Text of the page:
Many sales and marketing teams are split into two distinct groups. For example, Heads of Sales will often want a business development team to focus on outbound sales, so they’ll typically task business development representatives (BDRs) with qualifying leads and making initial contact with prospective clients. On the other hand, sales development representatives (SDRs) tend to work with inbound sales opportunities. They might follow up on email contacts, website visits, or, depending on the organization, even deal with face-to-face showroom sales.
Sales-focused SDRs and sales managers usually enjoy this split in responsibilities because it means that sales reps can play to their strengths. BDRs tend to be great researchers, hunting down new leads and areas for potential new customers that others might not have thought of. Conversely, SDRs are often highly personable, able to strike up relationships quickly and have in-depth product knowledge they can utilize to direct would-be customers toward a purchase.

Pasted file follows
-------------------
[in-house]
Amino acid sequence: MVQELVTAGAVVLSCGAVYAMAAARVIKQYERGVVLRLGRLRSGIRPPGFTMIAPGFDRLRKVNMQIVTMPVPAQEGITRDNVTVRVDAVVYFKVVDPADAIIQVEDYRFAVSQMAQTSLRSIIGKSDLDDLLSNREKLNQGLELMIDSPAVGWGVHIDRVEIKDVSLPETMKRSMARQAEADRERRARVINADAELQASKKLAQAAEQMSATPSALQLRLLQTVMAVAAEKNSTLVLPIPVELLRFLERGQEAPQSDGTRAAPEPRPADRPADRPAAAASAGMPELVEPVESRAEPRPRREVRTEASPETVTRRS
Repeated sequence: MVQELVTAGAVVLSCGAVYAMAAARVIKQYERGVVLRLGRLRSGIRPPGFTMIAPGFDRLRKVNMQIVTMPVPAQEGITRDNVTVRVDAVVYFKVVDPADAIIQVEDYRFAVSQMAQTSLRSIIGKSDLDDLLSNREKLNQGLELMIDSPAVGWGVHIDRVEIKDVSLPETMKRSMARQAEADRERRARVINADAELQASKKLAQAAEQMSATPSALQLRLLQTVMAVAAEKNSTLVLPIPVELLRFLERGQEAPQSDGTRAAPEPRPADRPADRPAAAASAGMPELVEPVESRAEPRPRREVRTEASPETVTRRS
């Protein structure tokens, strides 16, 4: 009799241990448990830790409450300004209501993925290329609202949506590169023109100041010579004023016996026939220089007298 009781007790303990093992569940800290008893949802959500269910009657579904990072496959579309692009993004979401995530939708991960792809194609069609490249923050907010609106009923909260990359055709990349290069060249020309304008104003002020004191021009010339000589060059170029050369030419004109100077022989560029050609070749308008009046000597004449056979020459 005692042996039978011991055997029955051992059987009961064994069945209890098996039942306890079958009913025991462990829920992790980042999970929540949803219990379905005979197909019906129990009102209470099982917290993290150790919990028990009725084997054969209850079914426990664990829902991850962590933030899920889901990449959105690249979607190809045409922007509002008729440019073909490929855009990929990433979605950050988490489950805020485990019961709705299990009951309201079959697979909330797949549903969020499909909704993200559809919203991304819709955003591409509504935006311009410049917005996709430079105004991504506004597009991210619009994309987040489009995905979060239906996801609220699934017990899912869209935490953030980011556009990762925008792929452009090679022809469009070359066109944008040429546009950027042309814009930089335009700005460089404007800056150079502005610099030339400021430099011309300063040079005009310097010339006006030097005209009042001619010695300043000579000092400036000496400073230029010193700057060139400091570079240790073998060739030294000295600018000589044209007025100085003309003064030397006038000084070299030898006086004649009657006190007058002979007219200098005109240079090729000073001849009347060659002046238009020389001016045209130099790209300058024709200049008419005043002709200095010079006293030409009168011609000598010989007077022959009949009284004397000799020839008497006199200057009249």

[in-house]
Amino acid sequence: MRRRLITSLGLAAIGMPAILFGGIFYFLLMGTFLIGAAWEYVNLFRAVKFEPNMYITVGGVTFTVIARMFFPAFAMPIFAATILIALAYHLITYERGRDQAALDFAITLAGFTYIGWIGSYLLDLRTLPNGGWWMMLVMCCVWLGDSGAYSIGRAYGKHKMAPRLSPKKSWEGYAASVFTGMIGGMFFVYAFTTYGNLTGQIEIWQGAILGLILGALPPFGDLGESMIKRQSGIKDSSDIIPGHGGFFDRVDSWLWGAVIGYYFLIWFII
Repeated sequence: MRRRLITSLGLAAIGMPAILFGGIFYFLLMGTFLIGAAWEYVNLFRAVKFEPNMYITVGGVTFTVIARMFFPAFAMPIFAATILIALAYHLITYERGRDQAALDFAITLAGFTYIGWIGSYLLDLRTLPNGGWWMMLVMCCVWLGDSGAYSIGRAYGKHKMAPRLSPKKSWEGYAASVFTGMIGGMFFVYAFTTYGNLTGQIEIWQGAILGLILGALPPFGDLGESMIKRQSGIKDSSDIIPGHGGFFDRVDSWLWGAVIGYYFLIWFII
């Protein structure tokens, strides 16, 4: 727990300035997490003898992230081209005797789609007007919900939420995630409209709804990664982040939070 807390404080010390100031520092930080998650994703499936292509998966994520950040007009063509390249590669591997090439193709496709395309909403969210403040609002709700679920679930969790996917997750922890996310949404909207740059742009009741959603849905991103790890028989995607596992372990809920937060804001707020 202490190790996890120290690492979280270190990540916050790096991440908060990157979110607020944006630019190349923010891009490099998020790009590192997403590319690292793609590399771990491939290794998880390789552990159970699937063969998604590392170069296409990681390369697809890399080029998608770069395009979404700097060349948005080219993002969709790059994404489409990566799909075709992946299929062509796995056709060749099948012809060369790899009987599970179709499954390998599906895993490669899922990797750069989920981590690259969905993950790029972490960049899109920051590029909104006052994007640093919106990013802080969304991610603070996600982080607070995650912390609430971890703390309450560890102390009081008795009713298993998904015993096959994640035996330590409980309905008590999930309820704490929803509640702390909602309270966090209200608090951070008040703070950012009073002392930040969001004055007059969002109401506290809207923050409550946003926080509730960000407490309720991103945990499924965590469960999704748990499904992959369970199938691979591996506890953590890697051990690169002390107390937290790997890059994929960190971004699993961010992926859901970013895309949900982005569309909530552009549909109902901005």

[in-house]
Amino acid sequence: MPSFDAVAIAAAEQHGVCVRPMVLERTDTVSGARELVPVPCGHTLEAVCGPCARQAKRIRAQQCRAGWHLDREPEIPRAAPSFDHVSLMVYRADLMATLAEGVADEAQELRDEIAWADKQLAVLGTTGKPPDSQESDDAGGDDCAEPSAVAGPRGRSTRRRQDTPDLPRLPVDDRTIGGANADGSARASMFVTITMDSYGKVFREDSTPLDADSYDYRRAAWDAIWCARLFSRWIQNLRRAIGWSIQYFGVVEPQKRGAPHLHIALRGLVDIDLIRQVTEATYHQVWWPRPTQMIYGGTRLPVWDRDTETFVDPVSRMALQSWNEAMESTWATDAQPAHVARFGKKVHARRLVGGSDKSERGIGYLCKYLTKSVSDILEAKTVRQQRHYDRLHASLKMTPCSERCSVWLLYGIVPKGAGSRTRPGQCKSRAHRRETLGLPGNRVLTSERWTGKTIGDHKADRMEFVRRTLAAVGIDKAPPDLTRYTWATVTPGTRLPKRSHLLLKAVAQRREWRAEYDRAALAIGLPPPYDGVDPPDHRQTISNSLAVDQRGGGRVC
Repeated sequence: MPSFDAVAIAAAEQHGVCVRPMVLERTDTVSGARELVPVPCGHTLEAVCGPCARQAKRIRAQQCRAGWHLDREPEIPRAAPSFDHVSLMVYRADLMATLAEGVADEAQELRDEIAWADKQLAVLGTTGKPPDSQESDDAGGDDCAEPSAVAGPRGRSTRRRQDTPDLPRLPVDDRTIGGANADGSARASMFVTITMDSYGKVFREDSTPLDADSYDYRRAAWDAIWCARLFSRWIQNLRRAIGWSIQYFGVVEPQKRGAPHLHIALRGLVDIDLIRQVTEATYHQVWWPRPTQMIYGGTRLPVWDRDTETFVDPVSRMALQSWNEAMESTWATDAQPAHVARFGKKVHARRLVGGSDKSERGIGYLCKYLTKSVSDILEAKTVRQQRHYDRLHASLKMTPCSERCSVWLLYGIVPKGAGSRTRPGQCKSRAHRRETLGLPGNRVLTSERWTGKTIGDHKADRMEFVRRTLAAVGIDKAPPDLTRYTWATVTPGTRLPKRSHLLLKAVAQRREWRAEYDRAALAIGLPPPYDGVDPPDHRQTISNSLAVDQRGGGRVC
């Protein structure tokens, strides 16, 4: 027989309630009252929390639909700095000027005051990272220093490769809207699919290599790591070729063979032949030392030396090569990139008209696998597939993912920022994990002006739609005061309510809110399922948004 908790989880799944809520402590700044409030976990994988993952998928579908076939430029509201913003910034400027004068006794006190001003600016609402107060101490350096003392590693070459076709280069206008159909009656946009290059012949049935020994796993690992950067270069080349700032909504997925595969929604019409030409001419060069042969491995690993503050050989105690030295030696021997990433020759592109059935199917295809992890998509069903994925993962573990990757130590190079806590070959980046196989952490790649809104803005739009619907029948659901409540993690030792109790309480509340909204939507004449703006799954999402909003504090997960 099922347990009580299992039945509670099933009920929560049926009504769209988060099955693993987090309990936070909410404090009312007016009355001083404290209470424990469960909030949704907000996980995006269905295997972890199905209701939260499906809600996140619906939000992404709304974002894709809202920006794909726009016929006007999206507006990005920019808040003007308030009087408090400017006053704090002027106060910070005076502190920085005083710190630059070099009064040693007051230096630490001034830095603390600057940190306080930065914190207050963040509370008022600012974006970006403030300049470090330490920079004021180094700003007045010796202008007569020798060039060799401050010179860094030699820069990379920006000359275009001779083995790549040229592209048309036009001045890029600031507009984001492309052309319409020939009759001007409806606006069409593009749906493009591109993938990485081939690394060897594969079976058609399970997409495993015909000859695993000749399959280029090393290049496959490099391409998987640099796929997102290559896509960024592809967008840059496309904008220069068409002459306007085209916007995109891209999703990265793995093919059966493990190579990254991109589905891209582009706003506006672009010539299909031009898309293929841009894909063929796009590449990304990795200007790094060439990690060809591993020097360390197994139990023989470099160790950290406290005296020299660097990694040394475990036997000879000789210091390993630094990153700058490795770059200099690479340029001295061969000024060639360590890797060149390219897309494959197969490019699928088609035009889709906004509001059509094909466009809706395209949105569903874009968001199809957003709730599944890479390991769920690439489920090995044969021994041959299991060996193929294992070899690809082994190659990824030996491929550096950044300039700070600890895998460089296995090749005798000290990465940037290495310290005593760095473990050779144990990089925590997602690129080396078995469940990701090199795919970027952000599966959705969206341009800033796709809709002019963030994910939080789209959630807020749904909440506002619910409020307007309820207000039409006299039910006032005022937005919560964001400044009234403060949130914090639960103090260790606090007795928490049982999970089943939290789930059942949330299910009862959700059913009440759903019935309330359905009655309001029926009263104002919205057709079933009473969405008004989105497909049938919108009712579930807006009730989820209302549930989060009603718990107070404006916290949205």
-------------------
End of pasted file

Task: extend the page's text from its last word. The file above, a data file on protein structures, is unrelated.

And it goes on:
This split approach is not the only option though. Anyone responsible for structuring a sales team — even a small one consisting of just a few people— should also consider the merits of a full cycle sales set-up.
Okay, full sales cycles might not be the right fit for every business - but you should know what full sales cycle entails so you can make that decision for yourself.
Read this blog post to find out more about full sales cycles, the sort of businesses suited to them, and the potential advantages they can provide.
Full cycle sales is a method for providing B2B and B2C sales that puts individual sales reps in control of the whole sales process. Although models can differ, in a typical sales cycle, there are seven stages to consider: